- The Washington Times - Thursday, January 13, 2000

Stock prices roared after the release of the 315,000 jobs increase report last Friday, despite the chorus of economic sopranos that predicts rapid-fire Fed moves to raise the key fed funds policy rate by 75 to 100 basis points. How can this be?
In the Internet economy, rising productivity and profits are more important than the Fed. Inside the jobs report was another modest 3.7 percent yearly rise in average hourly earnings. By inferring strong profits, this triggered the stock rally. Well before Monday morning's announcement that AOL is taking over Time Warner.
If the latest Fed theory about "scarce labor resources" were really true, wages should be soaring. After all, if the supply of something is less than its demand, then prices will rise. Basic microeconomics, or price theory.
But the price of labor is not soaring. This is because its supply is still adequate in relation to its demand. Fed officials who doubt this are forgetting about the roughly 10 million who are still unemployed nearly four years' worth of workers.
Also, immigrants and college graduates continue to refill the labor pool. In fact, most job-takers are better educated than job-leavers. Better educated also means more productive. And where education is lacking, American companies both large and small have instituted significant job training programs. That's why it's a great country.
This whole "scarce labor resources" argument is nothing more than the Phillips Curve in drag. It's transsexual economics. Everything is upside down. Meaning no disrespect, but it doesn't work for most people.
Growth doesn't cause inflation. Neither do too many people working, producing or prospering. Last quarter growth was nearly 6 percent. But inflation was just above 1 percent.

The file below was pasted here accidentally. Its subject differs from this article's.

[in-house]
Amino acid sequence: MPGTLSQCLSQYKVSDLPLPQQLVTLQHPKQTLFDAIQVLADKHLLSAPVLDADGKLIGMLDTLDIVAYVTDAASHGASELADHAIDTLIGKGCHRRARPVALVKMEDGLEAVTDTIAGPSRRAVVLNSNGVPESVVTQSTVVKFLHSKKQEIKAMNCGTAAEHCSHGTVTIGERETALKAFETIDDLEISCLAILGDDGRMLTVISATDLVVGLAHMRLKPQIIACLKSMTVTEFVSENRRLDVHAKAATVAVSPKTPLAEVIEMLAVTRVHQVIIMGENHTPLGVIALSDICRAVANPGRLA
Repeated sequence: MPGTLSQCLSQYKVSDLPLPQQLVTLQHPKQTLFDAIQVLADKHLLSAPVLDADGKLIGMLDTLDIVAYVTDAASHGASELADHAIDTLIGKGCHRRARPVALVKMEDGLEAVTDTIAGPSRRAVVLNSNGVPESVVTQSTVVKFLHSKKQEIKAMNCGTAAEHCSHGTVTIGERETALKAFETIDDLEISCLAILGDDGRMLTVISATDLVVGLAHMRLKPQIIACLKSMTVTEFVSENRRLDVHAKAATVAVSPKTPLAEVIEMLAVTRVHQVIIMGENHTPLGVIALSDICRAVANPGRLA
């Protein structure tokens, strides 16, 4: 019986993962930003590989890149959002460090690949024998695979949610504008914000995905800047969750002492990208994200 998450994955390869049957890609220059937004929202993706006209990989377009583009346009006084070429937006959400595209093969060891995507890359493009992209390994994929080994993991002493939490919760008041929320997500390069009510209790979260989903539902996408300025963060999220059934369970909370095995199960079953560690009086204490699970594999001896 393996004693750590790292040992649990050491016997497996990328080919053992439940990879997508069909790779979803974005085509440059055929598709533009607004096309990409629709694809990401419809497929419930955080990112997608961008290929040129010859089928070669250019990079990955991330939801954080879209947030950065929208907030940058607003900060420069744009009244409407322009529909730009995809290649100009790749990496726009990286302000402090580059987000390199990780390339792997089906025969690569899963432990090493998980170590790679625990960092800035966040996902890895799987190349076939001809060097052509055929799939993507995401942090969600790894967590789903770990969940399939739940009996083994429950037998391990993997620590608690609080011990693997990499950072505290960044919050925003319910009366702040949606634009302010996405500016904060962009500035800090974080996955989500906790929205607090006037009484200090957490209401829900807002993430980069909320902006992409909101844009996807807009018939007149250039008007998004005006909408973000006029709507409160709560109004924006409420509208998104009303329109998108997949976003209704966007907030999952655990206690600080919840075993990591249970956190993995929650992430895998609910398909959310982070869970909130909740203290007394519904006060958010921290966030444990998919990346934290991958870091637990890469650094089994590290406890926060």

Actually, rapid growth is the key to understanding why inflation is virtually non-existent. The availability of more goods and services absorbs the existing money supply. More money chasing even more goods. That is why King Dollar still reigns and the gold price is still low. Both are signaling price stability. There is no excess money.
One of the lesser understood spillover benefits of the Internet economy is the high rate of investment return that increases the economy's capacity to grow. Therefore, it reduces the economy's inflationary potential. More goods are counterinflationary.
Productivity of course is central to this story. Overall non-farm productivity is trending around 3 percent. For the non-financial corporate sector, the trend is nearly 4 percent. In manufacturing, the trend is more than 5 percent.
So, less than 4 percent wage growth leaves unit labor costs, or productivity-adjusted wage costs, at just about zero. For old economy smokestack, manufacturing and basic materials, labor costs are actually falling.
Rock-bottom costs from moderate wages and rising productivity are the key to rising profits. S&P; earnings-per-share will probably rise close to 20 percent in 1999 and only slightly less in 2000. This is more important than a few interest rate nicks from the Fed.
If actual core inflation reports this week come in way above expectations, then the Fed should tighten policy in early February. I have no problem with that. Really, in that scenario, they ought to tighten immediately that very day.
But I have a hard time envisioning this outcome because commodity price indicators have flattened. Even oil is showing weakness. Once the Y2K-related repos run off, monetary base growth (true money supply) will be about equal to MZM and M2 growth (true money demand).
Message to Fed: Leave well enough alone. Go slow. Wait and see. Remember, enough interest rate increases and the economy will slow markedly.
That's the real risk. Too few goods chasing too much money. History shows that maximum inflation risk occurs with minimum economic growth. A slowdown in goods will bring on a speed-up in prices. It is this scenario that is manifestly to be avoided.

Lawrence Kudlow is chief economist of CNBC.com and Schroder & Co. Inc.

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